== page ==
Our garden is full of surprises these days. Yesterday I was trimming dead growth from the underside of a lavender bush and discovered an abandoned nest of quail eggs. It looked like it had been there awhile. I pondered what must have happened to the parent birds to desert their future offspring. It wasn’t the first time it happened in our garden. Last spring a scared quail left seventeen eggs in a corner by our house. I’m guessing they handle sudden change better than we humans. The garden is full of sudden change right now and every time I turn around, something is different.
In just a few days’ time, the kale went from being edible to completely infested with aphids. After nearly seven months of nutritious purple and light green leaves, I uprooted all of the plants and tossed them in the wheelbarrow. One of the longest seasons of all in our garden, the kale will be sorely missed. Coming into its own, on the other hand, the garlic is ripe for harvest. Garlic has taught me patience. It takes a long time to grow and even when it seems like it should be ready, it’s not until the leaves start turning brown and drying up. It’s definitely worth the wait.
The least expected activity in the garden right now is our compost pile. For years we’ve selected one garden bed as our compost. We dig a hole, toss the scraps in, cover it up and dig a different hole to repeat the process. Occasionally, we turn the whole mixture and it makes really rich soil. After a year of this, we rotate the compost to another bed. This year’s compost continues to give back more than we’ve added to it. Currently, it’s one of our most prolific beds, hosting some type of mystery squash, peas, chard, zinnias, and the most beautiful tomato plant of this year’s crop. Even better, it’s a Lemon Boy.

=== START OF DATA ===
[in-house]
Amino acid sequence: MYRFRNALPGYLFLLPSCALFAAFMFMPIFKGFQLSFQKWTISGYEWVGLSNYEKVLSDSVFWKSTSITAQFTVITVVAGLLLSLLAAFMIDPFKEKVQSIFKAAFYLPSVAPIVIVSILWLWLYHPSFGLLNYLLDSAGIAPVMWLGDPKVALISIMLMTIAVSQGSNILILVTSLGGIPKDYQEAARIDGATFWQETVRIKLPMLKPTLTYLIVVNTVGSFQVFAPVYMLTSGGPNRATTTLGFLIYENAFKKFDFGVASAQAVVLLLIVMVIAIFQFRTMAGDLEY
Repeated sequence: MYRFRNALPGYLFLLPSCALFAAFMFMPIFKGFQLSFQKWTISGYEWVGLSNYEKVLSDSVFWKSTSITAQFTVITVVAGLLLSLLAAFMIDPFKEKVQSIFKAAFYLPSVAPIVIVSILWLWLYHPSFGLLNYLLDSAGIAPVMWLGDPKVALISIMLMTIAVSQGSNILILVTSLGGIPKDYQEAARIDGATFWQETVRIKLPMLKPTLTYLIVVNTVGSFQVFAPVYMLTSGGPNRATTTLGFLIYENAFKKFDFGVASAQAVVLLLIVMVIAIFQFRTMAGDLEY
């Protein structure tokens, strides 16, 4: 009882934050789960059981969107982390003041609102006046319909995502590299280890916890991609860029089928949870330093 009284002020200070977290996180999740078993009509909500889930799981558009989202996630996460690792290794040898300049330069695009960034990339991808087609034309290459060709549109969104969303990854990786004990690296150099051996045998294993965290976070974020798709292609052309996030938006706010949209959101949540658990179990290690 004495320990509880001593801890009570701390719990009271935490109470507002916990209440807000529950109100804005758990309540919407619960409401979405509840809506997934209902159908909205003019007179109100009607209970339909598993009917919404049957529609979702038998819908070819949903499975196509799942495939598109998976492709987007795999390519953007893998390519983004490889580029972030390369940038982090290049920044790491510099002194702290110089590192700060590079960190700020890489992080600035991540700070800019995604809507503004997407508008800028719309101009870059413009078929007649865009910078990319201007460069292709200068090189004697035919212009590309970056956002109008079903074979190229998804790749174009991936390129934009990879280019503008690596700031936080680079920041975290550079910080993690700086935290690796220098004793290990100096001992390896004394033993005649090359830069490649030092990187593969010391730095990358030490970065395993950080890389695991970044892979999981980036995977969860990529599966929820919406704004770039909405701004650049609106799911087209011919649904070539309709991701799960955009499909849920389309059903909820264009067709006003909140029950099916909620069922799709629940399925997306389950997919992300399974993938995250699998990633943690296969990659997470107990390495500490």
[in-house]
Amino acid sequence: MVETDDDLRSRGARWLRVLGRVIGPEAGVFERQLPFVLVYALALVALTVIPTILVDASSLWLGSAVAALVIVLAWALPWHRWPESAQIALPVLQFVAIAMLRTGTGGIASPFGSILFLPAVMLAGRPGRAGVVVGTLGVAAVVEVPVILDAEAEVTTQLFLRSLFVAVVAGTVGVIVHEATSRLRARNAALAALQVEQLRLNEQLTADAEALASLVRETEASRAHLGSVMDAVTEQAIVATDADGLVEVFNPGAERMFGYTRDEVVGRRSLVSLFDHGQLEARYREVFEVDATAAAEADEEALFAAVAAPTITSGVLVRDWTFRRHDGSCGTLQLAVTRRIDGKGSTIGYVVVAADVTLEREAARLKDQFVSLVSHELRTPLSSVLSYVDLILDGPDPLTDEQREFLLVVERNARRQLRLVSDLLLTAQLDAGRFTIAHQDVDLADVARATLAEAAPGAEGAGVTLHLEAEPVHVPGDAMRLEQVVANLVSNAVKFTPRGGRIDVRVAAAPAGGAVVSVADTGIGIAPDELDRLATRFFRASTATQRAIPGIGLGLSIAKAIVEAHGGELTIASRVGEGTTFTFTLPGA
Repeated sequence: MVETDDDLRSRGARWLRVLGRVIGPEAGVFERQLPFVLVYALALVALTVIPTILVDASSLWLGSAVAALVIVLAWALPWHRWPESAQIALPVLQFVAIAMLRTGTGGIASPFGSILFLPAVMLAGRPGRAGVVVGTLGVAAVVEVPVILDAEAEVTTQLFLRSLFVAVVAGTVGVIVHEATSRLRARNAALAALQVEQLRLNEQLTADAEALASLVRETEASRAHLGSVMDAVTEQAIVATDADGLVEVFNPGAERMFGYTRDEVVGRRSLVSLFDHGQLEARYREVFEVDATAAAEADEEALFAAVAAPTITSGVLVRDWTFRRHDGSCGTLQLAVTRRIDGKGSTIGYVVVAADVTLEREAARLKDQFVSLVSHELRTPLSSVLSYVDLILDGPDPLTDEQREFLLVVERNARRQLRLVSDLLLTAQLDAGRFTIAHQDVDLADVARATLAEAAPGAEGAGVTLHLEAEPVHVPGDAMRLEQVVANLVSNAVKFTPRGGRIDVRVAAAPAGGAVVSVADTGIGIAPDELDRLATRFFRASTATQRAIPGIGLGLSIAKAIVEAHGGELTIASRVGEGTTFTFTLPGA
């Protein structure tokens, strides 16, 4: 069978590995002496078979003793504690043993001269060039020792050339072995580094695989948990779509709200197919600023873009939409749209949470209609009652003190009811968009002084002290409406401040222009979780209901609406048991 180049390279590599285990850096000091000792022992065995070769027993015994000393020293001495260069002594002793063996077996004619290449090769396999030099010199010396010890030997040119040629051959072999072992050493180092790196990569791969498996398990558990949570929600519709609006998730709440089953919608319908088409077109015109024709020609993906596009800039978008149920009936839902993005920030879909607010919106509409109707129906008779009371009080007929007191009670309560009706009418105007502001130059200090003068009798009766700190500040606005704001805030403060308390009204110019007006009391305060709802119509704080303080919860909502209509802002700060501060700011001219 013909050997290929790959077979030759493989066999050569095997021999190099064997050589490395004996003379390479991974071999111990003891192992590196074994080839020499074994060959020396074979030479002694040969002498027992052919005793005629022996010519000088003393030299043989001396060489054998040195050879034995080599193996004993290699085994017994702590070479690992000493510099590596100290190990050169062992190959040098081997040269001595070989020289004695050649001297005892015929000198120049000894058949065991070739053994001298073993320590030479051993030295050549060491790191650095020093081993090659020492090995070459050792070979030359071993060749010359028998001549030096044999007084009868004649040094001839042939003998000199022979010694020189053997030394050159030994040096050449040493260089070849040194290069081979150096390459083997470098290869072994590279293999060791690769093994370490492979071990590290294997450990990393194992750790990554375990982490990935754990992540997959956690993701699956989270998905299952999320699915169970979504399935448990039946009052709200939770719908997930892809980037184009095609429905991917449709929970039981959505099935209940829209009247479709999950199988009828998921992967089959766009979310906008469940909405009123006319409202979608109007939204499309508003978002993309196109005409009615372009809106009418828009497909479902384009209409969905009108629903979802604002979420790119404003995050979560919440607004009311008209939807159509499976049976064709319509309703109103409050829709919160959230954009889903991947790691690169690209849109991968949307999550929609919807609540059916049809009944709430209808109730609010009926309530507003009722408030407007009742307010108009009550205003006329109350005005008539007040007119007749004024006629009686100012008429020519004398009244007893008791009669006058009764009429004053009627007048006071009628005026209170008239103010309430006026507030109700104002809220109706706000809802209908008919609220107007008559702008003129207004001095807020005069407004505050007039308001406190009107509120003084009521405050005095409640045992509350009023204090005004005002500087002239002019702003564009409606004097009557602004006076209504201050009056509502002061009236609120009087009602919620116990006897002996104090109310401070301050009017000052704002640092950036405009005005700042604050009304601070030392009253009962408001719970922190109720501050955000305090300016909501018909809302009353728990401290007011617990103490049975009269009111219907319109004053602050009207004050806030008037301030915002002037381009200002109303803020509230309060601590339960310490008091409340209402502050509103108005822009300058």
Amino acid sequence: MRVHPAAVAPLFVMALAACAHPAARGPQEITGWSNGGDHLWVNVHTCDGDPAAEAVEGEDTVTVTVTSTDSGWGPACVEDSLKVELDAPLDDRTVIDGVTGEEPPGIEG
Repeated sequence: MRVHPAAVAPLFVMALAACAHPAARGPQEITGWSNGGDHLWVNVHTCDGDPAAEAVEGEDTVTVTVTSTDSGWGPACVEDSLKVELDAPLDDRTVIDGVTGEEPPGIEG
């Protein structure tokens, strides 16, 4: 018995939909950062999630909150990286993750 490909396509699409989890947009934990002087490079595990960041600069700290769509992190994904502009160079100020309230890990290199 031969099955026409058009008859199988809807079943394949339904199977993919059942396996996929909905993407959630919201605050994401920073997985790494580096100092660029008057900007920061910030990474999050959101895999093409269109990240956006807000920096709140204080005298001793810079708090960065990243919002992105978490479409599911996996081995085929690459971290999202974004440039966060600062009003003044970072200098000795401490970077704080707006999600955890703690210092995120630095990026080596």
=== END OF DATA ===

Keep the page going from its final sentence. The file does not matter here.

I’ve had a big place in my heart for Lemon Boy tomatoes for years, being the variety that one of my most memorable students raised one year at the Seed. His Lemon Boy received treatment normally reserved for a favorite pet, and I’ll never forget the morning after a frosty night when we discovered his Lemon Boy hadn’t fared so well. I wasn’t sure how our friend would respond, and I was prepared for the worst. Fortunately, he received the news better than I’d anticipated, and I can still picture the two of us burying Lemon Boy in the soil of his little garden, talking about how it would serve as compost for future plants. Even though his Lemon Boy was composted into other soil, I can’t help but think that perhaps my compost tomatoes are related to his somehow. If nothing else, they remind me of the interconnectedness of life, the endless pulsation of life’s comings and goings, the surprises, the wonder.